Welcoming Refugee Children: Advice and Guidance for Schools 2
This is the second blog post in a series of three that summarises a panel webinar hosted by The Bell Foundation on the topic of Welcoming Refugee Children.
This is the second blog post in a series of three that summarises a panel webinar hosted by The Bell Foundation on the topic of Welcoming Refugee Children. The panellists were three experts in refugee education who gave practical advice and guidance to schools to help ensure a smooth induction period for newly arrived pupils from Hong Kong, Afghanistan and Ukraine. If you have not read the first blogpost in the series, you might want to start by reading it here before you read this one.
This blog post focuses on the second presentation, led by Jane Duffe, Manager of Nottingham Education Sanctuary Team (NEST). Jane showcased a specialist educational setting for newly arrived asylum seekers and refugees aged 15-19, many of whom are new to English, have no previous formal educational experience and limited literacy in their first language, and are at safeguarding risk due to lack of availability of provision. Jane began by explaining that NEST started out of the need to provide a strong educational forum for young arrivals who were struggling to access education. These young people ranged from unaccompanied minors who were not in education, employment or training (NEET) for long periods of time, those who were reunited with their families, and those who come with a very strong academic background and already have a proficient level of English and are highly ambitious. A flexible ‘mini school’ was designed to meet these young persons’ extremely diverse educational, mental health and social needs while accommodating rolling enrolment - i.e. new students arriving at any point during the academic year and not just on a fixed date at the start of the academic year.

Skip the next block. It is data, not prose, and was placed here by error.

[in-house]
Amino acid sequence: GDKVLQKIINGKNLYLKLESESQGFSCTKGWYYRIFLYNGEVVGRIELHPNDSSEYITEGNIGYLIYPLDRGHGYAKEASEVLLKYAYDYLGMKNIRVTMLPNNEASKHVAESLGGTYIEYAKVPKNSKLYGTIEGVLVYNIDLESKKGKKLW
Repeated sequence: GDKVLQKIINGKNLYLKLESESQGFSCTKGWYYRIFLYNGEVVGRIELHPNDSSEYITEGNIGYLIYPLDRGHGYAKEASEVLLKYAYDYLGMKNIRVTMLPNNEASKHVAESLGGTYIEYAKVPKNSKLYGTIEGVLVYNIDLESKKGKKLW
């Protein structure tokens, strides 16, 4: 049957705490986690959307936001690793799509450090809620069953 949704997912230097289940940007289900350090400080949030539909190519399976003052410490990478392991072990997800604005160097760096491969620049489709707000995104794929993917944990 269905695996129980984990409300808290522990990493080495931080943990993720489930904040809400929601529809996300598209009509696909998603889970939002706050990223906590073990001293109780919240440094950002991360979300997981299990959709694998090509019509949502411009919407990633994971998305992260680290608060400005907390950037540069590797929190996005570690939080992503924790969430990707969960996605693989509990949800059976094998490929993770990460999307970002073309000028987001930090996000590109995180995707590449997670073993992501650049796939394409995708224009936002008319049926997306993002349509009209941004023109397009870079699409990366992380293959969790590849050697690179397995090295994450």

Jane briefly explained the research underpinning the design of the solutions created by the NEST team. She mentioned Professor Joanna McIntyre's work, particularly her recent book Refugee Education (see references below), and Professor Ravi KS Kohli’s research as sources of inspiration for their design of NEST's curriculum.
Jane highlighted that the word NEST is used from the start as a metaphor to convey to their students the ethos and environment that the team want to create and instil, that nest images are used around the building, and that tutor groups are called after migrating birds (ospreys, swallows and swifts). Alongside these images, the key themes of safety, protection, nurture, family, fragility, growth, learning and eventually flying the nest, hopefully to return as visitors, are all evoked and frequently revisited with learners.
Jane briefly referred to Prof. Kohli’s three-part model for Resettlement Processes of Safety, Belonging and Success as three key strands which informed the recruitment of staff who shared NEST’s vision and ethos, and upon which NEST built their provision. These three strands were used to structure the remainder of her presentation:
1) Ensuring Safety
Jane explained that safety needs are in the forefront of the NEST team’s thoughts, particularly as some of their learners have been trafficked. She gave three examples of ways in which NEST provision ensures safety for their students:
Promoting emotional wellbeing/mental health
NEST provides an in-house one-to-one and group counselling service once a week called Space to Talk. NEST’s Personal and Social Education (PSE) curriculum is introduced early, has a strong focus on emotional wellbeing, and is part of the qualification that students take on PSE.
Also, as part of their Enrichment programme, NEST ensures that students have the opportunity to take part in music, drama, sport and other activities that are beneficial for both their mental health and their physical wellbeing.